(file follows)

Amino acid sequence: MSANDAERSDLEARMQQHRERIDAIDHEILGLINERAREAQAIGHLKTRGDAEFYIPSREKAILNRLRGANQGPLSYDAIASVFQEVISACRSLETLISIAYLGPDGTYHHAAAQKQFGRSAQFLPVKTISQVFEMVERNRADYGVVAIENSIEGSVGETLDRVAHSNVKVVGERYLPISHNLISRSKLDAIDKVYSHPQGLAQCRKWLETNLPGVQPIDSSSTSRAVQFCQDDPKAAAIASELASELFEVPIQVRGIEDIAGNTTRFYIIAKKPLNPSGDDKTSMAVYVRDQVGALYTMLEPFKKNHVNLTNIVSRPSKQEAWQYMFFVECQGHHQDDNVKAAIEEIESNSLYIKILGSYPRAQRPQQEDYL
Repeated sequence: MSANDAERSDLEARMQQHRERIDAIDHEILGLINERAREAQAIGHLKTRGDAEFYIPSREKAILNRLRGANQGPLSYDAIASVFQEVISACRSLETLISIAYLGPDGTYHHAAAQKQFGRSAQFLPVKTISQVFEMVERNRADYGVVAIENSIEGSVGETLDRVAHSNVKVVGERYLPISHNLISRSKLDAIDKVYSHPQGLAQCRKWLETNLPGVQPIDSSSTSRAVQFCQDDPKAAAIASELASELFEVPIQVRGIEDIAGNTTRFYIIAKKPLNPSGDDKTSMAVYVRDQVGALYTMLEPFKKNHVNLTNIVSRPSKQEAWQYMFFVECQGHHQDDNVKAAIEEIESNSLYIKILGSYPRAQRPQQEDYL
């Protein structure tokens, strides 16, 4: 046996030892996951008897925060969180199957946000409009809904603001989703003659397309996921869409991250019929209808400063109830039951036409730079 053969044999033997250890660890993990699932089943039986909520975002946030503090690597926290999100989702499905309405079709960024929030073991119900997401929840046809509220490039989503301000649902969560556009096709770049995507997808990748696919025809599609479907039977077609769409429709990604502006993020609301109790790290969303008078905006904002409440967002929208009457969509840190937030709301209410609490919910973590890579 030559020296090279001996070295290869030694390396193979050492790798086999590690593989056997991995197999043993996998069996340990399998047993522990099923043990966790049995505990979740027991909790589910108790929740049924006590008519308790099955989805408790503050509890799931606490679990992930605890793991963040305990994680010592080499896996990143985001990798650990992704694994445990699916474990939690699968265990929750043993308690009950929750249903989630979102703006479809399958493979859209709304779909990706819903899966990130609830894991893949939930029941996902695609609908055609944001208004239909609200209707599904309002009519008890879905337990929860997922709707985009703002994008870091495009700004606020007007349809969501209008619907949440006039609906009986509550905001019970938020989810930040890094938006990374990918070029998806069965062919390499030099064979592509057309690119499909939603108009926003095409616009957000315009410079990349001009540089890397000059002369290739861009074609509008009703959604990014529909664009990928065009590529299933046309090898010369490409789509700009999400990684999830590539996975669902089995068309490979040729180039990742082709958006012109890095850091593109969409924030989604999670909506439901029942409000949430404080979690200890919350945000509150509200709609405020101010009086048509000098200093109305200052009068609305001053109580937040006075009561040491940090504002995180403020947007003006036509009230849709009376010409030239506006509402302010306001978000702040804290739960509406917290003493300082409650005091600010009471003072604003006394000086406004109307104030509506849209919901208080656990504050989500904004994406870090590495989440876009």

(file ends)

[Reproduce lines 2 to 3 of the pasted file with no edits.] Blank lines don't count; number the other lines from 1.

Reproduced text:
Repeated sequence: MSANDAERSDLEARMQQHRERIDAIDHEILGLINERAREAQAIGHLKTRGDAEFYIPSREKAILNRLRGANQGPLSYDAIASVFQEVISACRSLETLISIAYLGPDGTYHHAAAQKQFGRSAQFLPVKTISQVFEMVERNRADYGVVAIENSIEGSVGETLDRVAHSNVKVVGERYLPISHNLISRSKLDAIDKVYSHPQGLAQCRKWLETNLPGVQPIDSSSTSRAVQFCQDDPKAAAIASELASELFEVPIQVRGIEDIAGNTTRFYIIAKKPLNPSGDDKTSMAVYVRDQVGALYTMLEPFKKNHVNLTNIVSRPSKQEAWQYMFFVECQGHHQDDNVKAAIEEIESNSLYIKILGSYPRAQRPQQEDYL
């Protein structure tokens, strides 16, 4: 046996030892996951008897925060969180199957946000409009809904603001989703003659397309996921869409991250019929209808400063109830039951036409730079 053969044999033997250890660890993990699932089943039986909520975002946030503090690597926290999100989702499905309405079709960024929030073991119900997401929840046809509220490039989503301000649902969560556009096709770049995507997808990748696919025809599609479907039977077609769409429709990604502006993020609301109790790290969303008078905006904002409440967002929208009457969509840190937030709301209410609490919910973590890579 030559020296090279001996070295290869030694390396193979050492790798086999590690593989056997991995197999043993996998069996340990399998047993522990099923043990966790049995505990979740027991909790589910108790929740049924006590008519308790099955989805408790503050509890799931606490679990992930605890793991963040305990994680010592080499896996990143985001990798650990992704694994445990699916474990939690699968265990929750043993308690009950929750249903989630979102703006479809399958493979859209709304779909990706819903899966990130609830894991893949939930029941996902695609609908055609944001208004239909609200209707599904309002009519008890879905337990929860997922709707985009703002994008870091495009700004606020007007349809969501209008619907949440006039609906009986509550905001019970938020989810930040890094938006990374990918070029998806069965062919390499030099064979592509057309690119499909939603108009926003095409616009957000315009410079990349001009540089890397000059002369290739861009074609509008009703959604990014529909664009990928065009590529299933046309090898010369490409789509700009999400990684999830590539996975669902089995068309490979040729180039990742082709958006012109890095850091593109969409924030989604999670909506439901029942409000949430404080979690200890919350945000509150509200709609405020101010009086048509000098200093109305200052009068609305001053109580937040006075009561040491940090504002995180403020947007003006036509009230849709009376010409030239506006509402302010306001978000702040804290739960509406917290003493300082409650005091600010009471003072604003006394000086406004109307104030509506849209919901208080656990504050989500904004994406870090590495989440876009």